(The Daily Signal) – California Attorney General Rob Bonta has defied a court order by directing school districts to adopt policies that allow them to hide a student’s claimed transgender identity from parents or guardians, despite a federal judge’s ruling that such policies likely violate the U.S. Constitution, lawyers say.
Bonta, a Democrat, sent a letter Tuesday to school districts across California, encouraging them to adopt secretive transgender policies. In doing so, he based his reasoning on a state court’s temporary restraining order blocking Chino Valley Unified School District’s policy of notifying parents when their children claim to be transgender.
But the state’s attorney general ignored a federal court’s preliminary injunction striking down a secretive policy, based on the U.S. Constitution.
Paul Jonna, a partner at LiMandri and Jonna LLP and special counsel to the Thomas More Society, responded in an open letter Wednesday, condemning Bonta for turning the first principle of federal law upside down.
“By suggesting that this Chino ruling is not impacted by this federal court order, the attorney general is basically ignoring what the federal judge said and choosing to advise state officials to continue to enforce these policies that a federal judge has said are likely unconstitutional,” Jonna told The Daily Signal in a phone call Wednesday. “They are telling school officials to continue enforcing these policies that a federal judge has told us likely violate the U.S. Constitution.”
“That risks subjecting the state and school districts to massive liability in the form of attorneys fees,” the lawyer added.
The San Bernardino Superior Court issued a temporary restraining order Sept. 6, barring Chino Valley Unified School District from enforcing its policy requiring teachers and administrators to notify parents if their child claims to identify as transgender. Bonta had sued the school district, challenging that policy under California law regarding student privacy.
Yet about a week later, Judge Roger T. Benitez in the U.S. District Court for the Southern District of California granted a preliminary injunction preventing Escondido Union School District from punishing teachers Elizabeth Mirabelli and Lori Ann West if they notified parents about a child’s claimed transgender identity.
The Escondido school district’s policy mandates that teachers and school staff will immediately accept a student’s claimed transgender identity and hide it from parents or guardians unless the student consents to notifying them.
Benitez ruled that Mirabelli and West are likely to succeed in arguing that the school district violated their First Amendment right to the free exercise of religion. The judge ordered the school district—and the California Board of Education—not to punish Mirabelli and West should they break the district’s policy.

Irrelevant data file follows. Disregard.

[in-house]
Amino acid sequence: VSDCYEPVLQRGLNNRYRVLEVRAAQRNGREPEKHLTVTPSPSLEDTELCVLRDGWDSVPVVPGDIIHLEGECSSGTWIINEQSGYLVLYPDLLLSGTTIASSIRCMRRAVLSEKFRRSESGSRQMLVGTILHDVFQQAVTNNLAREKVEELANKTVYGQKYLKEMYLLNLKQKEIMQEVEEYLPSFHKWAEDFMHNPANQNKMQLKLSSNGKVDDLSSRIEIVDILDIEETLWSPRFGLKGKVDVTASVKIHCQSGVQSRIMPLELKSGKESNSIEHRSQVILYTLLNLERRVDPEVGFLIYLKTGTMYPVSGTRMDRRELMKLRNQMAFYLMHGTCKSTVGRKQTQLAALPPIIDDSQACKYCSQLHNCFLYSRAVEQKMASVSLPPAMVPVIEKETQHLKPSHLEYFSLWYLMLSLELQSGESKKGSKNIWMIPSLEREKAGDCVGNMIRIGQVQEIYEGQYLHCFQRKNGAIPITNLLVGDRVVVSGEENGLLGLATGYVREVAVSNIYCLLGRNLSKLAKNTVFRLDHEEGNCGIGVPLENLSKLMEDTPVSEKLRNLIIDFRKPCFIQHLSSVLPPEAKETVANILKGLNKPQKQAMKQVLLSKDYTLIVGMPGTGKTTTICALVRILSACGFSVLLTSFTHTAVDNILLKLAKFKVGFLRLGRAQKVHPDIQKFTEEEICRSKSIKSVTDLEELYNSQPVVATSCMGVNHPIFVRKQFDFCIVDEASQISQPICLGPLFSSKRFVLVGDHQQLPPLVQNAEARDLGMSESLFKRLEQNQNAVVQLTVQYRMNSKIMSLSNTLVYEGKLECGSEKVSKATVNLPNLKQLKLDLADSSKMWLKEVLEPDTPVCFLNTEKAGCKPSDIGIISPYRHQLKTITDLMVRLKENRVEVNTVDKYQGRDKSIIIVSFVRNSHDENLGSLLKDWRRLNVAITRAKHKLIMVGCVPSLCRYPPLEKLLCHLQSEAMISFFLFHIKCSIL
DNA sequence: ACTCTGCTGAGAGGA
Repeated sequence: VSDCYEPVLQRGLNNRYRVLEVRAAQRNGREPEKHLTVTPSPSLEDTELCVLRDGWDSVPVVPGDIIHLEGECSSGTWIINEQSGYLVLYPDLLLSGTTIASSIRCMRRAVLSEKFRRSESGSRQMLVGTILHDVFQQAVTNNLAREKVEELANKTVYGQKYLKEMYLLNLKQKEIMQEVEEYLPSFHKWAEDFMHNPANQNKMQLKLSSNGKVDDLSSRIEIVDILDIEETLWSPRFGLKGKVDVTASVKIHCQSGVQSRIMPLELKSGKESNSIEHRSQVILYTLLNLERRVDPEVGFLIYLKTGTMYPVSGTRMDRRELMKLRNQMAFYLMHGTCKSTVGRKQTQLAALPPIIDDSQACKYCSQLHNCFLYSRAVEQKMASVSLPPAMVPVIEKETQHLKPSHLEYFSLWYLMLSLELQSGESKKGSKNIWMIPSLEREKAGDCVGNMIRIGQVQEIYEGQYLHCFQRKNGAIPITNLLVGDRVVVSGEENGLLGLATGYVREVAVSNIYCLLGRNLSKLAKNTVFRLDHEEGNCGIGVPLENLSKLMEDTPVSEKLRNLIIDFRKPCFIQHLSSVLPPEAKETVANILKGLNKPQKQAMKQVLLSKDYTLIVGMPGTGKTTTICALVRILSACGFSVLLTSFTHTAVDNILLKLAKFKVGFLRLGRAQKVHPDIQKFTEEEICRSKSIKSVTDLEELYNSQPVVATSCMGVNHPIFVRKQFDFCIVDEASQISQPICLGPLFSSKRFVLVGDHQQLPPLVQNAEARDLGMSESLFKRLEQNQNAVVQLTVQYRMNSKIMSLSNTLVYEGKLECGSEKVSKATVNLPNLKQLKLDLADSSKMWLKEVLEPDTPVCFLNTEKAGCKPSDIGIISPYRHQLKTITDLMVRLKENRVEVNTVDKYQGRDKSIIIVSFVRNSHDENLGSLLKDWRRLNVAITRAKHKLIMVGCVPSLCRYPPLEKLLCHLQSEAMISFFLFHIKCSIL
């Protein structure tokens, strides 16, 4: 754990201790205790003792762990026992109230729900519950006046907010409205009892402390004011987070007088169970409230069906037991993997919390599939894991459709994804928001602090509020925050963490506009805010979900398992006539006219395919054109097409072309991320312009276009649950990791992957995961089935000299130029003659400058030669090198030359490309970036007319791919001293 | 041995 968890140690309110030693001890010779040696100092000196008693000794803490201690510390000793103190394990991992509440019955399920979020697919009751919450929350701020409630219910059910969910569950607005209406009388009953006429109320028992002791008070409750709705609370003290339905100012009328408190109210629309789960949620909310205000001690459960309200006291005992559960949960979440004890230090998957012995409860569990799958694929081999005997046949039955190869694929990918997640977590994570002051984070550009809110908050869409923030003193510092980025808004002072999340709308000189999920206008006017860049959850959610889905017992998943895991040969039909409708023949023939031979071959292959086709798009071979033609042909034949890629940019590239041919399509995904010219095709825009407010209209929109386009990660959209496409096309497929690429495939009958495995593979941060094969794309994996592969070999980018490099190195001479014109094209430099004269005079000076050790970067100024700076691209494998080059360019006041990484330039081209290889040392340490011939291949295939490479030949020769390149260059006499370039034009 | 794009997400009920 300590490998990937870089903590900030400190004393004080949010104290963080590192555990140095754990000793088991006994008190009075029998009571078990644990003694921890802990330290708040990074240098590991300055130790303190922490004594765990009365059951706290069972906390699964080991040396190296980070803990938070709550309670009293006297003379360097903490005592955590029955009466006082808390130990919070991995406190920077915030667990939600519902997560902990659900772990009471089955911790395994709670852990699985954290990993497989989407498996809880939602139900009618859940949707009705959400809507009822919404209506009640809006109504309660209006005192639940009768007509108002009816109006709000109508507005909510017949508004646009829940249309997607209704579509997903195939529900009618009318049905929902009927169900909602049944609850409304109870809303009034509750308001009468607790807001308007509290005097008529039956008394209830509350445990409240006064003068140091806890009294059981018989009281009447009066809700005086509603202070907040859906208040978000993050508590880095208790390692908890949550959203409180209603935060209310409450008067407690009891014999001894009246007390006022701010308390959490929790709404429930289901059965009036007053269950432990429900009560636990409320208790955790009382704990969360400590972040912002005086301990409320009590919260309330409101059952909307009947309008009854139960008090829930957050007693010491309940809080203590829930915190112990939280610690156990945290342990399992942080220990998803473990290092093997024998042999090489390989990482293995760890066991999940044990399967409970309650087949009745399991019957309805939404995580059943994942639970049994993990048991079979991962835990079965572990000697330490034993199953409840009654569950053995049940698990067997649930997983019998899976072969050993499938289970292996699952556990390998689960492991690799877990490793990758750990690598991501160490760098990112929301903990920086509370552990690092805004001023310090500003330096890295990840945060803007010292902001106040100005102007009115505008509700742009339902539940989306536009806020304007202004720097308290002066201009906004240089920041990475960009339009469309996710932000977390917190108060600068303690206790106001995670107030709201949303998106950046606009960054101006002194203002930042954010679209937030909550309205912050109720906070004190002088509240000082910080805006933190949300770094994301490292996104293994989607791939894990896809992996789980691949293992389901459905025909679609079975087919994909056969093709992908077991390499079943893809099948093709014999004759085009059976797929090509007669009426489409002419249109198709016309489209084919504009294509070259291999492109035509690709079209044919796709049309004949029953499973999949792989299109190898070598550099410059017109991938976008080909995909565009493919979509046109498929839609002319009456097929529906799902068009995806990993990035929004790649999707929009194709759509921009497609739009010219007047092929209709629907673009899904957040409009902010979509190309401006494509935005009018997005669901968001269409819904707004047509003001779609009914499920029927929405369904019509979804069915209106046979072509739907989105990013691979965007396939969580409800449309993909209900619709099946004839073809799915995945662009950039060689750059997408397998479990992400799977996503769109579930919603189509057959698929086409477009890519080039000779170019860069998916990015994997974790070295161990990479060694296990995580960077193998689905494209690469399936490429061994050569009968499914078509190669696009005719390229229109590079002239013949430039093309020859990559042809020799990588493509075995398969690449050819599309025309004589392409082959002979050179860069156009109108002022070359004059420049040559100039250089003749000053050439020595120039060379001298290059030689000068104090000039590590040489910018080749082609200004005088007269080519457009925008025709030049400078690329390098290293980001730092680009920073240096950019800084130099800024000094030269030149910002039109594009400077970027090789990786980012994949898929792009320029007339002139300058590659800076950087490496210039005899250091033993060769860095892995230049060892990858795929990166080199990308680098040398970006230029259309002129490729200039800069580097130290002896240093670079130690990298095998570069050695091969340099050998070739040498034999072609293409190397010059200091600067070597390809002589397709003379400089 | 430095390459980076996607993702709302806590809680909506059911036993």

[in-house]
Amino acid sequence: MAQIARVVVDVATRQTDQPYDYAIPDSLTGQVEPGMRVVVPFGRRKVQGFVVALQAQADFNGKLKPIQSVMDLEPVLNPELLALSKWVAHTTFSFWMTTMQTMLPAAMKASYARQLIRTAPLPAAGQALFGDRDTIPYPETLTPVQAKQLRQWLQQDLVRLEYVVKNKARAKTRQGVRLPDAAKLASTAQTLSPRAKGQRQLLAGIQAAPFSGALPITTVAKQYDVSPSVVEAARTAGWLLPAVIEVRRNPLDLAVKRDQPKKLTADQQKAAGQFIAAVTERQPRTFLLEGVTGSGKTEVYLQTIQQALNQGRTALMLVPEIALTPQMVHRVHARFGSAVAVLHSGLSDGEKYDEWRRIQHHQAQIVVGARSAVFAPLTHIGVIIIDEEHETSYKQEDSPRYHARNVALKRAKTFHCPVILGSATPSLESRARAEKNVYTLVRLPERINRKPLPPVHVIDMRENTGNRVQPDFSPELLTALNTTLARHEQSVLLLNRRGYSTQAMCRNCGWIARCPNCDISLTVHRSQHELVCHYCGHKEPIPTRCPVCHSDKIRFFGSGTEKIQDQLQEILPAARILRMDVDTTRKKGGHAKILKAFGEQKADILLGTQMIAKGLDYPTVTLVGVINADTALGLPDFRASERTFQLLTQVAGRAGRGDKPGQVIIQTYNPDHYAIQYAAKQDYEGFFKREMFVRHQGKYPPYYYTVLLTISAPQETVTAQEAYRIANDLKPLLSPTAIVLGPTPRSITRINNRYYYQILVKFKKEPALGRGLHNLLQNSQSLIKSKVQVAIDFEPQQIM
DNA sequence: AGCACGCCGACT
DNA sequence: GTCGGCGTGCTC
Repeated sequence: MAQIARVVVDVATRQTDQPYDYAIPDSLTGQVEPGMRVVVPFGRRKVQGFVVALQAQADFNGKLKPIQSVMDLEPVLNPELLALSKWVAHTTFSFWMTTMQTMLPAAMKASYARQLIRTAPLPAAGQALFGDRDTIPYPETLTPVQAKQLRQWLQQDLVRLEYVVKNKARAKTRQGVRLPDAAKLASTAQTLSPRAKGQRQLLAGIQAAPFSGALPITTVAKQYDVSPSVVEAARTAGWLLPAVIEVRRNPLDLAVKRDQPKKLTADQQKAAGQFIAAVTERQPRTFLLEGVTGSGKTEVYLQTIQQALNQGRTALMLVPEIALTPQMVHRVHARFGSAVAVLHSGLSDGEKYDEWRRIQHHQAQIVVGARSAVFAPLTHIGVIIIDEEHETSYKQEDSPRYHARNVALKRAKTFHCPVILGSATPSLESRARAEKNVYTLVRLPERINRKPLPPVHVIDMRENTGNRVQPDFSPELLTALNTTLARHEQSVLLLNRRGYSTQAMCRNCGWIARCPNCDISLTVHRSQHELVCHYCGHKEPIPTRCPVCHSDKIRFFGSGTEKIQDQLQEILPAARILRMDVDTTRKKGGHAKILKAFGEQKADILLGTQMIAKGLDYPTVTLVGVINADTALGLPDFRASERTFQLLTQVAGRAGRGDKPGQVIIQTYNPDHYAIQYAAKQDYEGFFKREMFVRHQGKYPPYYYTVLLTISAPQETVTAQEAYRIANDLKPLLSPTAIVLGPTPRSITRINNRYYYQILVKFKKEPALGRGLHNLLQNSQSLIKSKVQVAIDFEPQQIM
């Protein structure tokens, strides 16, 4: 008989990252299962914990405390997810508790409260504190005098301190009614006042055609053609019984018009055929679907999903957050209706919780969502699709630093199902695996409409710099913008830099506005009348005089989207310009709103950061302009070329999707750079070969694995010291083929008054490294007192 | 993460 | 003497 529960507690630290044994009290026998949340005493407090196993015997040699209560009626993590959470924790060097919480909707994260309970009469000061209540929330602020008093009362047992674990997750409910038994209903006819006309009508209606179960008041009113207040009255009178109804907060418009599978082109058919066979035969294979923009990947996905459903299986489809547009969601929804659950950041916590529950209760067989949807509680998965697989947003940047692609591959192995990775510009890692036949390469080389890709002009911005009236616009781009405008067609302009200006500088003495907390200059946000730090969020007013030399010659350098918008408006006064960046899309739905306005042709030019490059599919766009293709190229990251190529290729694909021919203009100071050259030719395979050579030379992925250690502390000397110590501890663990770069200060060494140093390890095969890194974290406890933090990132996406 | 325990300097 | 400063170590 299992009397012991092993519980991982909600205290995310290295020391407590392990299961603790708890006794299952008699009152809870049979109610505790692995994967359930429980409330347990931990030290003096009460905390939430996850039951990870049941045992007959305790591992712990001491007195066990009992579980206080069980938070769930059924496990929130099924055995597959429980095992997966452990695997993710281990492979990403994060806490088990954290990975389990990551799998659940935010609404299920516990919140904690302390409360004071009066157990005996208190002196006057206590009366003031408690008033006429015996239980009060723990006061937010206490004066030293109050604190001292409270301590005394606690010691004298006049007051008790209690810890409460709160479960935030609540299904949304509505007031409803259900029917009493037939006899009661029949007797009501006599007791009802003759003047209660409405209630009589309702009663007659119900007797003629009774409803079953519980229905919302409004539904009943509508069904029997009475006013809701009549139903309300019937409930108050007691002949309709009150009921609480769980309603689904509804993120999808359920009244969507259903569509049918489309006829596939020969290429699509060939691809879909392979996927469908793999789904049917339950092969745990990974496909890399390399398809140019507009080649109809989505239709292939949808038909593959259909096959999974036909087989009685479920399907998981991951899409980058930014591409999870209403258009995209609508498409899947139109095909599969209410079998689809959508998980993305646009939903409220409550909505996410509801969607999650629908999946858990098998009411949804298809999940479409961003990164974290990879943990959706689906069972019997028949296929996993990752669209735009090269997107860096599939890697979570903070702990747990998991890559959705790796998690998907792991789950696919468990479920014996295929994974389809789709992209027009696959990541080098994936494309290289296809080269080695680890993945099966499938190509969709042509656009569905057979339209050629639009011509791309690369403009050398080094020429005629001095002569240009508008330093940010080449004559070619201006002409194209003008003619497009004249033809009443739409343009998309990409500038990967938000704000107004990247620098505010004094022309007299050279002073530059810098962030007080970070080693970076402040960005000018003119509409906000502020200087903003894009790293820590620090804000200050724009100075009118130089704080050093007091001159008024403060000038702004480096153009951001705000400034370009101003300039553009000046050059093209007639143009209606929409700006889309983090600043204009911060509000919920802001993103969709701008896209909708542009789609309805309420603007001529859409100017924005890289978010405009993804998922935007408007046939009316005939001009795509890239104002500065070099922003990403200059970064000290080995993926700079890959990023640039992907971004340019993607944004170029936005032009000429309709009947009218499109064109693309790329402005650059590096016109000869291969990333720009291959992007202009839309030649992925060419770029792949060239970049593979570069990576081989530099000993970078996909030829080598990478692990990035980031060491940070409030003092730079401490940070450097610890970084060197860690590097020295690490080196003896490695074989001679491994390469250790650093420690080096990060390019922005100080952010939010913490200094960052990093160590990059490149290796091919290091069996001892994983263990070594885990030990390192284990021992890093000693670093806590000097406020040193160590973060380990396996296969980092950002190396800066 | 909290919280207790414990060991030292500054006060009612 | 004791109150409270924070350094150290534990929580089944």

Benitez cited nine Supreme Court rulings declaring that “parents have a right, grounded in the Constitution, to direct the education, health, and upbringing, and to maintain the well-being of, their children.”
Yet Bonta, in his letter Tuesday, insisted that the injunction protecting the two teachers in the Escondido case “has no effect” on the Chino Valley order. The attorney general warned that policies requiring teachers to notify parents violate the California Constitution’s equal protection clause, state statutes banning discrimination, and students’ privacy rights under the California Constitution.
Jonna argued that Bonta has everything backward, saying that if the secretive policy in the Escondido district’s Mirabelli case violates the U.S. Constitution, that upends all such policies throughout California, regardless of state law.
“The court’s analysis in the Mirabelli opinion focuses on the First Amendment and explains under the 14th Amendment parental rights are being violated by this policy,” Jonna told The Daily Signal. “If this policy in our case violates the U.S. Constitution, 14th Amendment, parental rights, that would apply anywhere in the state.”
Jonna’s letter notes that federal courts “have supremacy over state courts, and can enjoin state court orders to protect or effectuate federal court orders. Thus, to protect its own preliminary injunction order, a federal District Court can enjoin a state court’s temporary restraining order.”
“If California continues to openly defy Judge Benitez’s preliminary injunction, and undermine its holding and reasoning, an injunction against the Chino Valley litigation may be necessary,” the lawyer’s letter says.
The letter also explains that “the reasoning of the opinion makes two points abundantly clear: (1) any teacher in California who objects on religious grounds to these dangerous and unconstitutional policies could file their own lawsuit in federal court and obtain similar relief; and (2) any parent who has standing to sue and challenges these dangerous policies could obtain relief against the state and any school district—asserting their fundamental rights as parents under the 14th Amendment due process clause.”
In other words, by doubling down on secretive transgender policies, Bonta may have opened a Pandora’s box.
If Benitez’s preliminary injunction becomes permanent and if the judge issues a final ruling in favor of Mirabelli, that precedent will allow parents and teachers across the state to sue school districts and the state—and the schools likely will lose those lawsuits.